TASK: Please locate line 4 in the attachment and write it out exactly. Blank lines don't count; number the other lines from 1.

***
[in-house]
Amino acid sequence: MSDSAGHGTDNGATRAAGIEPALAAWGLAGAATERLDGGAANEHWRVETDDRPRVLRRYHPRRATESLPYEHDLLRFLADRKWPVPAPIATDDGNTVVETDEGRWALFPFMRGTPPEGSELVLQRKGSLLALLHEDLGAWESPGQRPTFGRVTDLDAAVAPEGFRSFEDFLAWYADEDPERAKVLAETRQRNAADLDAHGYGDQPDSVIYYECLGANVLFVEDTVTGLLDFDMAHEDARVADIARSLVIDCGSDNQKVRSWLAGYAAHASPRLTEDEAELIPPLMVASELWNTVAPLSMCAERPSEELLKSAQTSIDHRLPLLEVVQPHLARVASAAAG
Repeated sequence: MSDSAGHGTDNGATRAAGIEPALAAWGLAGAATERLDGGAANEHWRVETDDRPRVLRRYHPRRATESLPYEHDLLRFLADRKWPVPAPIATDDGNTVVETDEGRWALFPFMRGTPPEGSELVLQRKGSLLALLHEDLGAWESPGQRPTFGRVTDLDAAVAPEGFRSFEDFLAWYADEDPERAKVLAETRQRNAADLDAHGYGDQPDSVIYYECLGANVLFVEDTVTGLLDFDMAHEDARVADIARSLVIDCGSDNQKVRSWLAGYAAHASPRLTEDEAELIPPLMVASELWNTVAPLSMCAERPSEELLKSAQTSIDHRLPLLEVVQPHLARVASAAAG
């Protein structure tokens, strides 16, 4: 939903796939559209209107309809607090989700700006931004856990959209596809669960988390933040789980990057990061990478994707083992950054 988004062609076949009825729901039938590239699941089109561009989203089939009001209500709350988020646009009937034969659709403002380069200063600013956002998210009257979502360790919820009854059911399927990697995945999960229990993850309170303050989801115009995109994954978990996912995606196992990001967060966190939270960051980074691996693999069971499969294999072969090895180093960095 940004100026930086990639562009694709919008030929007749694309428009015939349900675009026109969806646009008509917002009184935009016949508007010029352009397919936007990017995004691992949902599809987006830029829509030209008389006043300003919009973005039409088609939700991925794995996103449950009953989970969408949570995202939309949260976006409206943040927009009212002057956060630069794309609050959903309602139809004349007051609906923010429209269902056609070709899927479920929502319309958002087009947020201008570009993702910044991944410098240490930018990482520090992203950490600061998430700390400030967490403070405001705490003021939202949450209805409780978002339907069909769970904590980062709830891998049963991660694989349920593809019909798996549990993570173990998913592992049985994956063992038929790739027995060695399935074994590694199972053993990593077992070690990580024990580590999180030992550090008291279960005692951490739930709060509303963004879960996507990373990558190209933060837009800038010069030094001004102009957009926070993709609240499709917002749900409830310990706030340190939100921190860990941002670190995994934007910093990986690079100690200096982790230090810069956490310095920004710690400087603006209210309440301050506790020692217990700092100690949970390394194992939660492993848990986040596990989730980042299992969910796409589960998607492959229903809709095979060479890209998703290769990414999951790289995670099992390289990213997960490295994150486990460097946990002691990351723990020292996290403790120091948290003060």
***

């Protein structure tokens, strides 16, 4: 939903796939559209209107309809607090989700700006931004856990959209596809669960988390933040789980990057990061990478994707083992950054 988004062609076949009825729901039938590239699941089109561009989203089939009001209500709350988020646009009937034969659709403002380069200063600013956002998210009257979502360790919820009854059911399927990697995945999960229990993850309170303050989801115009995109994954978990996912995606196992990001967060966190939270960051980074691996693999069971499969294999072969090895180093960095 940004100026930086990639562009694709919008030929007749694309428009015939349900675009026109969806646009008509917002009184935009016949508007010029352009397919936007990017995004691992949902599809987006830029829509030209008389006043300003919009973005039409088609939700991925794995996103449950009953989970969408949570995202939309949260976006409206943040927009009212002057956060630069794309609050959903309602139809004349007051609906923010429209269902056609070709899927479920929502319309958002087009947020201008570009993702910044991944410098240490930018990482520090992203950490600061998430700390400030967490403070405001705490003021939202949450209805409780978002339907069909769970904590980062709830891998049963991660694989349920593809019909798996549990993570173990998913592992049985994956063992038929790739027995060695399935074994590694199972053993990593077992070690990580024990580590999180030992550090008291279960005692951490739930709060509303963004879960996507990373990558190209933060837009800038010069030094001004102009957009926070993709609240499709917002749900409830310990706030340190939100921190860990941002670190995994934007910093990986690079100690200096982790230090810069956490310095920004710690400087603006209210309440301050506790020692217990700092100690949970390394194992939660492993848990986040596990989730980042299992969910796409589960998607492959229903809709095979060479890209998703290769990414999951790289995670099992390289990213997960490295994150486990460097946990002691990351723990020292996290403790120091948290003060």